by Christopher A. Ferrara
July 4, 2017
Today I attended a remarkable lecture by one of the most extraordinary speakers in the Anglophone world. He must remain anonymous, given the current climate in the Latin American banana republic the human element of the Church has become during this pontificate.
The theme of this riveting talk was an amusing examination of the claim, promoted incessantly by Pope Bergoglio’s henchmen — at this point in the Bergoglian debacle there is no other word for them — that the Pope is chosen directly by the Holy Ghost and that the Holy Ghost speaks through the Pope in some oracular fashion, so that his every utterance commands unquestioning obedience as “the voice of the Holy Spirit.”
This is nonsense, as our speaker reminded us, belied by even a cursory review of the history of the papacy (with evil intrigues and shockingly immoral behavior by a number of pontiffs) and by the very limited scope of papal infallibility as defined — infallibly — by the First Vatican Council. Our speaker noted that, as Cardinal Ratzinger once explained in answer to the question whether the Holy Ghost personally chooses each Pope: “There are too many contrary instances of popes the Holy Spirit obviously would not have picked!... [T]he Spirit’s role should be understood in a much more elastic sense, not that he dictates the candidate for whom one must vote. Probably the only assurance he offers is that the thing cannot be totally ruined.”
That is, the Holy Ghost acts to prevent the worst from happening, that being the total destruction of the Church, while allowing the operation of free will even to the extent of permitting acts and omissions that bring on an ecclesial crisis, including the election of a bad pope.
Thus, our guarantee of the integrity of Catholic doctrine is not that a particular Pope has said X or not-X for the first time in Church history, but rather that he says X or not-X in line with the constant teaching of the Church by the Popes, Councils and bishops down through the centuries. For as the First Vatican Council declared, “the Holy Spirit was promised to the successors of Peter not so that they might, by his revelation, make known some new doctrine, but that, by his assistance, they might religiously guard and faithfully expound the revelation or deposit of faith transmitted by the apostles.”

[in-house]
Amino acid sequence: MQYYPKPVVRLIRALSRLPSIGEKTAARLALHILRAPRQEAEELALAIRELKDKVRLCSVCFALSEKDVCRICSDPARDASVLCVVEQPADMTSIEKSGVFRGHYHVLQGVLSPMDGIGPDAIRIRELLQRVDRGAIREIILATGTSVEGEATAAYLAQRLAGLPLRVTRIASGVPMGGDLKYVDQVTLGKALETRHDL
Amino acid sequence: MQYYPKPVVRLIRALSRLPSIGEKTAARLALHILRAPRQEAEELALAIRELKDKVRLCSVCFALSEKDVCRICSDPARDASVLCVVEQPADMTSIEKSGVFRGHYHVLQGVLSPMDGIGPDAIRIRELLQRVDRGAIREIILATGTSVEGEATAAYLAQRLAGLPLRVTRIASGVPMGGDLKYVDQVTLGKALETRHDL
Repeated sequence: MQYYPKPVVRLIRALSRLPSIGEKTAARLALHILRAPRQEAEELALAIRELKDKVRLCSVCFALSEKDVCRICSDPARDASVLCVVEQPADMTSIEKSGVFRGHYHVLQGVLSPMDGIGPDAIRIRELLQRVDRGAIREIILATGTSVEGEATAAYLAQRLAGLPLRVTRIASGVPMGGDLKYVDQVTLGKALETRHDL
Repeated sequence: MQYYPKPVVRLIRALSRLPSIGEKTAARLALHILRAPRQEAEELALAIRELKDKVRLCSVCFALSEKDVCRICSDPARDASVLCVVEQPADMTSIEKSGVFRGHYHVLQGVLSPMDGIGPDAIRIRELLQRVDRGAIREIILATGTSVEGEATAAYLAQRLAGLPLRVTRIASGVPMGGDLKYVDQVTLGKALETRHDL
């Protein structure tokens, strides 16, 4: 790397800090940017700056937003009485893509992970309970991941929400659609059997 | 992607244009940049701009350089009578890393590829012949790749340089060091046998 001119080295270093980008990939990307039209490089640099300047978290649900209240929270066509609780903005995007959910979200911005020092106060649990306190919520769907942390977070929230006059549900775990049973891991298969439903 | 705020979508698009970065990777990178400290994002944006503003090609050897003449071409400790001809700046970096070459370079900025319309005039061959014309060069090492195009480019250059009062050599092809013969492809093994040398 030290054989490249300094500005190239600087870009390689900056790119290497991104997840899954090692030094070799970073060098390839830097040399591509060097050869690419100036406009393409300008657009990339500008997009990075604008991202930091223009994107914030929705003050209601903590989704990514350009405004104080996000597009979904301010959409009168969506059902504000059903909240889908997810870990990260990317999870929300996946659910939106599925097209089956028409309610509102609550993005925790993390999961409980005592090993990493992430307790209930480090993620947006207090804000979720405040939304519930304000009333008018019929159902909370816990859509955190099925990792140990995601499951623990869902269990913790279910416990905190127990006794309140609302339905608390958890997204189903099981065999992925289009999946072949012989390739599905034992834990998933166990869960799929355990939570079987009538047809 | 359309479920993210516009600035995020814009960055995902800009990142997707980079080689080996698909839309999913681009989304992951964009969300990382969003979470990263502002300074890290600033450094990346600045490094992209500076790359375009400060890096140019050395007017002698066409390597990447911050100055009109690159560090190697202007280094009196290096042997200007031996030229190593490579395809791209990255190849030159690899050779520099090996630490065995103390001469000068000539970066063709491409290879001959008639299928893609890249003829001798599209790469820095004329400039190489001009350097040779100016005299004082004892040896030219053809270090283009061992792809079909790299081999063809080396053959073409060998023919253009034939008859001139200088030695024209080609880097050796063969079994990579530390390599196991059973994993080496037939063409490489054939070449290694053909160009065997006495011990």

Yet the papal henchmen now declare that Pope Bergoglio is the handpicked oracle of the Holy Ghost. But only him. For no such preposterous claim was made by the same characters (for example, Cardinal Schönborn, Cardinal Maradiaga, Cardinal Kasper and Msgr. Pio Vito Pinto) regarding the teaching of Paul VI, John Paul II, or Benedict XVI on marriage and procreation (which Pope Bergoglio — alone among all the Roman Pontiffs in Church history — is busily attempting to undermine, as we see with the chaos designedly engendered by Amoris Laetitia, and his evident departure from the constant teaching of the Church on the intrinsic immorality and absolute permissibility of contraception).
Just how far the papal henchmen are willing to go with this nonsense in order to justify the words and deeds of the current Pope, over and against all the others, is seen in Cardinal Schönborn’s ludicrous anecdote about an encounter he had with a Latin American hours before the conclave of 2013:
The Cardinal said that just after a special Mass before the Conclave began he came across a couple from Latin America who are friends of his.He said: “I met them outside the Basilica and I asked: ‘You have the Holy Spirit, can you give me advice for the Conclave that will start in a few hours?’“And the woman whispered in my ear ‘Bergoglio’, and it hit me really: if these people say Bergoglio, that’s an indication of the Holy Spirit.”
Oh, come on. As if the plotting and scheming of the “St. Gallen mafia” had nothing to do with Bergoglio’s election. As if the history of the papacy were not littered with intrigues regarding the election of Popes.
Can we not think that this reduction of the Holy Ghost to a cheap deus ex machinain a humanly contrived narrative — Bergoglio the Chosen One — is, at least objectively, a sin against Him? And can we not think as well that the Church is suffering the consequences of this shameful abuse of the name of “the Spirit of truth, who proceedeth from the Father” and Who, as Our Lord Himself promised, “shall give testimony of Me” (Jn 15:26)?